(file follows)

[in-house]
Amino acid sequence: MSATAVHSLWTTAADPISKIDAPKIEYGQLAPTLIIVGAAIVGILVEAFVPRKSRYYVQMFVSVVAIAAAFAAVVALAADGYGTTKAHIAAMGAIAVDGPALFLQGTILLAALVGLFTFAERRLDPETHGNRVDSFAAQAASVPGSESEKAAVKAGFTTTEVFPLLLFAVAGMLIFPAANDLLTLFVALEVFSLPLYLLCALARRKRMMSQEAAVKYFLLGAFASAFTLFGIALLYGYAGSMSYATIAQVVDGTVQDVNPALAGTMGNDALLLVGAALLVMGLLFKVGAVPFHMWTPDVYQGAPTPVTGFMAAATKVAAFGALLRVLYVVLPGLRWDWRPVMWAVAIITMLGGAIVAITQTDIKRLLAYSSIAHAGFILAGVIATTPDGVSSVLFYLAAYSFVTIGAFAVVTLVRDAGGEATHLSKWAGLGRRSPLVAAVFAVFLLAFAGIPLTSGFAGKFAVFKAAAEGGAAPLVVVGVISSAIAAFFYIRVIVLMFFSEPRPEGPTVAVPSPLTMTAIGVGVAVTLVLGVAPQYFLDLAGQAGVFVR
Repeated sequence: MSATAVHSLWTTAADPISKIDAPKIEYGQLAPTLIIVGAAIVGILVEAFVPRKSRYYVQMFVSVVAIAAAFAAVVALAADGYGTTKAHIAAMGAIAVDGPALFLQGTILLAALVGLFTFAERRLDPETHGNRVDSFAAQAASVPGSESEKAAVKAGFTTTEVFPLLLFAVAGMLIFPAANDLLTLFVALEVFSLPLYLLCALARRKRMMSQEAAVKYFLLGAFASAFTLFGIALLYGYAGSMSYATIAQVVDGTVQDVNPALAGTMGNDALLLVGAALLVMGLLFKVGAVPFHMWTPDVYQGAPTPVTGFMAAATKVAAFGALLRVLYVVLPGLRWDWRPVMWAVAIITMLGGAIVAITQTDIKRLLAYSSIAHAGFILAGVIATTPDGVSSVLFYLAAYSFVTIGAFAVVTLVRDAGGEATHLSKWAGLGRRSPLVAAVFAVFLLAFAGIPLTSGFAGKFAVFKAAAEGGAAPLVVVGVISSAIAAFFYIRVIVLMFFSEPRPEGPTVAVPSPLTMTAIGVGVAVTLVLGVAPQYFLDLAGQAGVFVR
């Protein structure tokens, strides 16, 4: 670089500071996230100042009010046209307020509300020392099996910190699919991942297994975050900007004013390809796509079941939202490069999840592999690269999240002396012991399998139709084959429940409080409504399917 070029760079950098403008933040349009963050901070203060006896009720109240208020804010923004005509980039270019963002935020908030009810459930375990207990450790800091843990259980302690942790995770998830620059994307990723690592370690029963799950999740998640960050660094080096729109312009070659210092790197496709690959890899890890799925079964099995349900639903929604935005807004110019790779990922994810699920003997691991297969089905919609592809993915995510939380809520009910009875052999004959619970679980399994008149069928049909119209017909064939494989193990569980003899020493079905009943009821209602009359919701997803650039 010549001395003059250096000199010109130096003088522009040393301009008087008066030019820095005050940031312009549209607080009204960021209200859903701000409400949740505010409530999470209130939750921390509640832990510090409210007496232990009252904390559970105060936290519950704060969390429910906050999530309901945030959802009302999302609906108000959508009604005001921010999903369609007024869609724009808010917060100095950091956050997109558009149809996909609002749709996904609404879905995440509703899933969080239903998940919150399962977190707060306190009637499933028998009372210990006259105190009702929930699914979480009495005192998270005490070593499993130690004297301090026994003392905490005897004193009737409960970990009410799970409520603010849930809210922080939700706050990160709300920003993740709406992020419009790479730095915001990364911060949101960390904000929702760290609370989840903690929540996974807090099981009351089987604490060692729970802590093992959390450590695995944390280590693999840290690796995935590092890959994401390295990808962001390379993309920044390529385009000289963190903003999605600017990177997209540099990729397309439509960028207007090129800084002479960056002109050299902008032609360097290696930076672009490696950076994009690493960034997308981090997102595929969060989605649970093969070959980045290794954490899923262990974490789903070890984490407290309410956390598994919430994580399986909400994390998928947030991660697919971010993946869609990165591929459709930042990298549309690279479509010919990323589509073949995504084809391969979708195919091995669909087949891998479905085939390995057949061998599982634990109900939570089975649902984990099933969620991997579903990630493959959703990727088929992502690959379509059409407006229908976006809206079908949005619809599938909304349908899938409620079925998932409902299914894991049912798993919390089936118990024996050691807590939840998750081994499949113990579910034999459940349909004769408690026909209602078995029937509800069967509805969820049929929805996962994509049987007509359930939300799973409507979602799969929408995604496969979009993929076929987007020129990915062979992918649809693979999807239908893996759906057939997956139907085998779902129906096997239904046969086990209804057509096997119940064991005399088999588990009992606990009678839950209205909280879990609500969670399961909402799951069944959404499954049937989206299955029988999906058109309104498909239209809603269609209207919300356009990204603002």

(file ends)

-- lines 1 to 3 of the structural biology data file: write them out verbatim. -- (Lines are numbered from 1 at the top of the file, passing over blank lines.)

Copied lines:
[in-house]
Amino acid sequence: MSATAVHSLWTTAADPISKIDAPKIEYGQLAPTLIIVGAAIVGILVEAFVPRKSRYYVQMFVSVVAIAAAFAAVVALAADGYGTTKAHIAAMGAIAVDGPALFLQGTILLAALVGLFTFAERRLDPETHGNRVDSFAAQAASVPGSESEKAAVKAGFTTTEVFPLLLFAVAGMLIFPAANDLLTLFVALEVFSLPLYLLCALARRKRMMSQEAAVKYFLLGAFASAFTLFGIALLYGYAGSMSYATIAQVVDGTVQDVNPALAGTMGNDALLLVGAALLVMGLLFKVGAVPFHMWTPDVYQGAPTPVTGFMAAATKVAAFGALLRVLYVVLPGLRWDWRPVMWAVAIITMLGGAIVAITQTDIKRLLAYSSIAHAGFILAGVIATTPDGVSSVLFYLAAYSFVTIGAFAVVTLVRDAGGEATHLSKWAGLGRRSPLVAAVFAVFLLAFAGIPLTSGFAGKFAVFKAAAEGGAAPLVVVGVISSAIAAFFYIRVIVLMFFSEPRPEGPTVAVPSPLTMTAIGVGVAVTLVLGVAPQYFLDLAGQAGVFVR
Repeated sequence: MSATAVHSLWTTAADPISKIDAPKIEYGQLAPTLIIVGAAIVGILVEAFVPRKSRYYVQMFVSVVAIAAAFAAVVALAADGYGTTKAHIAAMGAIAVDGPALFLQGTILLAALVGLFTFAERRLDPETHGNRVDSFAAQAASVPGSESEKAAVKAGFTTTEVFPLLLFAVAGMLIFPAANDLLTLFVALEVFSLPLYLLCALARRKRMMSQEAAVKYFLLGAFASAFTLFGIALLYGYAGSMSYATIAQVVDGTVQDVNPALAGTMGNDALLLVGAALLVMGLLFKVGAVPFHMWTPDVYQGAPTPVTGFMAAATKVAAFGALLRVLYVVLPGLRWDWRPVMWAVAIITMLGGAIVAITQTDIKRLLAYSSIAHAGFILAGVIATTPDGVSSVLFYLAAYSFVTIGAFAVVTLVRDAGGEATHLSKWAGLGRRSPLVAAVFAVFLLAFAGIPLTSGFAGKFAVFKAAAEGGAAPLVVVGVISSAIAAFFYIRVIVLMFFSEPRPEGPTVAVPSPLTMTAIGVGVAVTLVLGVAPQYFLDLAGQAGVFVR